Burntcoat is the story of Edith Harkness and her reconciliation with Death as she prepares for her end from the relapse of a frightful disease, part of a global pandemic. She reminisces about her life, most of her memories concentrate on her childhood with her mother and her last romance, her pandemic love affair with Halit, the owner of a nearby restaurant. She also spends some time on how her career flourished. She won a huge commission at the start of her career, one that was met with the same anger and awe as Maya Lin’s Vietnam Memorial.

She had an unusual childhood. Her mother had some brain damage from an aneurism and had to relearn the basic skills. Her father left and though he sued for custody when he lost, he did not try to stay in her life. Her mother was not demonstrative, but she came through with surprising strength, in particular when she confronted Edith’s early, bad boyfriend.

The book starts with the lockdown for this great pandemic. It is worse than COVID, much more deadly. It takes longer for them to find a vaccine and the world is disrupted even more with food shortages and violence. Edith and Halit both get it, which we know from the beginning as she has relapsed.

Burntcoat is beautifully written for the most part. Sarah Hall knows how to craft a sentence. It also is very graphic. I’ve read plenty of erotica and this is the first time I felt uncomfortable with it. It felt like Sarah Hall was trying to write about sex differently, but in her effort to avoid euphemism, it became so much about the mechanics and the fluids.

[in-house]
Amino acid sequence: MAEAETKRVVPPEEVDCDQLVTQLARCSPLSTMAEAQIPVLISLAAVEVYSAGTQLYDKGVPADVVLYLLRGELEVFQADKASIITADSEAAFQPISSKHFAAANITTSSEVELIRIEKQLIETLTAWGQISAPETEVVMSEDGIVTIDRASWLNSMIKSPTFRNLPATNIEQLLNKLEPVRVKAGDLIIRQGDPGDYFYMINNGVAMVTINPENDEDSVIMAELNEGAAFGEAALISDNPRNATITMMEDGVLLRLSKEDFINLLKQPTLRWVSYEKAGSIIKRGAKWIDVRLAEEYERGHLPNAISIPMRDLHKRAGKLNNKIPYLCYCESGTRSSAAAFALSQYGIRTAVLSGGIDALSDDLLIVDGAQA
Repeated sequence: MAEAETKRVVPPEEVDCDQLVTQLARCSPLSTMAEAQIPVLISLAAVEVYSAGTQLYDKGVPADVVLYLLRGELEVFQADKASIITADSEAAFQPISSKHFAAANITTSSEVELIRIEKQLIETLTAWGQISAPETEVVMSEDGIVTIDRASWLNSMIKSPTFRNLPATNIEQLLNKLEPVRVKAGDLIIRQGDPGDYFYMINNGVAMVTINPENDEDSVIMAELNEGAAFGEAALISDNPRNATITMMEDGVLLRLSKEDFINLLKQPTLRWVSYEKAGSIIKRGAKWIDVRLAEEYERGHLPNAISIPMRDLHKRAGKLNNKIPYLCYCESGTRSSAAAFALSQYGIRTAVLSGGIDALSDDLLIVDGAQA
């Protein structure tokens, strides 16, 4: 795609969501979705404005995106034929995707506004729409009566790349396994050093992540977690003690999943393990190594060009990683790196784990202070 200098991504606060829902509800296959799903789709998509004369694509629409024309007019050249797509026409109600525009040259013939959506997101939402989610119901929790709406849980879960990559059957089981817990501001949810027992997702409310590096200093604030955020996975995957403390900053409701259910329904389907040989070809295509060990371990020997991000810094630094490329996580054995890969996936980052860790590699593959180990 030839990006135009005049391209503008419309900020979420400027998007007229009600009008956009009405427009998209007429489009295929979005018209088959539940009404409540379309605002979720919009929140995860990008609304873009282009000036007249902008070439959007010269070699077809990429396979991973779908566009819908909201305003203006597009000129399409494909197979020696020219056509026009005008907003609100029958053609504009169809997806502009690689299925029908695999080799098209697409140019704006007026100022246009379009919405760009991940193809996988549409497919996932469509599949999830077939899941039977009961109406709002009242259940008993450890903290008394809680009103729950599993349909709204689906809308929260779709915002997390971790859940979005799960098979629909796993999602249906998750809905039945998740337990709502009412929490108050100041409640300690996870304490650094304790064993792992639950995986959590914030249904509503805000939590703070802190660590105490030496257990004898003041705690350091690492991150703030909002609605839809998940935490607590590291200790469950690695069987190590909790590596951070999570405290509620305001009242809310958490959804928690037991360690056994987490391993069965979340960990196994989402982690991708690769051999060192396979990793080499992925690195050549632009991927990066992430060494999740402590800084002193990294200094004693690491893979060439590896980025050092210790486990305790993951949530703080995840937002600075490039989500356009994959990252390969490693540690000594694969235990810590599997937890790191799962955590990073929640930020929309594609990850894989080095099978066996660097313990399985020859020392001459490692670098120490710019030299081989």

The greatest flaw, though, was in Hall’s choice to make the disease not be COVID. With COVID there were hate crimes and violence, so why the need to make a new, even worse pandemic? It felt like a cop-out, an abdication of her responsibility. I know she’s the writer. It’s her choice, but it was a bad choice. There were unforgivable choices made during COVID, we didn’t need to supersize the disease to get incompetent government, food shortages, and hate crimes.

So, I think this book is great writing skill wasted on cringe sex and a cop-out virus. Edith is interesting, I cared about her, but her mother Naomi was for me, the heart of the book.

I received an ARC of Burntcoat from the publisher through Shelf Awareness.

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